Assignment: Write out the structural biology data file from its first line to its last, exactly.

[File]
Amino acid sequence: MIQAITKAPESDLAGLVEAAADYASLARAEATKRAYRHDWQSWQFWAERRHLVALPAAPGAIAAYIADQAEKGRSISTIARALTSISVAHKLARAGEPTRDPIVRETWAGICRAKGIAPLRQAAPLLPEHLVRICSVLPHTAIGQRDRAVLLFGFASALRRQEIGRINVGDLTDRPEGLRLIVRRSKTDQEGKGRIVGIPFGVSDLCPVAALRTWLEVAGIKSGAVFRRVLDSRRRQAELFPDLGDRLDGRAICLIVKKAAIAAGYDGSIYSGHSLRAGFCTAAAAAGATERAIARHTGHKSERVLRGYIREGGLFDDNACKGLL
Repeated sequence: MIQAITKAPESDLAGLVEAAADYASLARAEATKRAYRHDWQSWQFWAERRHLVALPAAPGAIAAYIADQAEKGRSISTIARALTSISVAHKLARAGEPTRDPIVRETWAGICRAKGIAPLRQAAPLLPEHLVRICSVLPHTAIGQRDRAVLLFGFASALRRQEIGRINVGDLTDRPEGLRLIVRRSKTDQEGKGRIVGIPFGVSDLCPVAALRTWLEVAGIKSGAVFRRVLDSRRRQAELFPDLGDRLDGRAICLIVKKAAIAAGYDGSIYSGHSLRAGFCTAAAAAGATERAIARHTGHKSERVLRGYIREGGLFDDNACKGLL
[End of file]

Amino acid sequence: MIQAITKAPESDLAGLVEAAADYASLARAEATKRAYRHDWQSWQFWAERRHLVALPAAPGAIAAYIADQAEKGRSISTIARALTSISVAHKLARAGEPTRDPIVRETWAGICRAKGIAPLRQAAPLLPEHLVRICSVLPHTAIGQRDRAVLLFGFASALRRQEIGRINVGDLTDRPEGLRLIVRRSKTDQEGKGRIVGIPFGVSDLCPVAALRTWLEVAGIKSGAVFRRVLDSRRRQAELFPDLGDRLDGRAICLIVKKAAIAAGYDGSIYSGHSLRAGFCTAAAAAGATERAIARHTGHKSERVLRGYIREGGLFDDNACKGLL
Repeated sequence: MIQAITKAPESDLAGLVEAAADYASLARAEATKRAYRHDWQSWQFWAERRHLVALPAAPGAIAAYIADQAEKGRSISTIARALTSISVAHKLARAGEPTRDPIVRETWAGICRAKGIAPLRQAAPLLPEHLVRICSVLPHTAIGQRDRAVLLFGFASALRRQEIGRINVGDLTDRPEGLRLIVRRSKTDQEGKGRIVGIPFGVSDLCPVAALRTWLEVAGIKSGAVFRRVLDSRRRQAELFPDLGDRLDGRAICLIVKKAAIAAGYDGSIYSGHSLRAGFCTAAAAAGATERAIARHTGHKSERVLRGYIREGGLFDDNACKGLL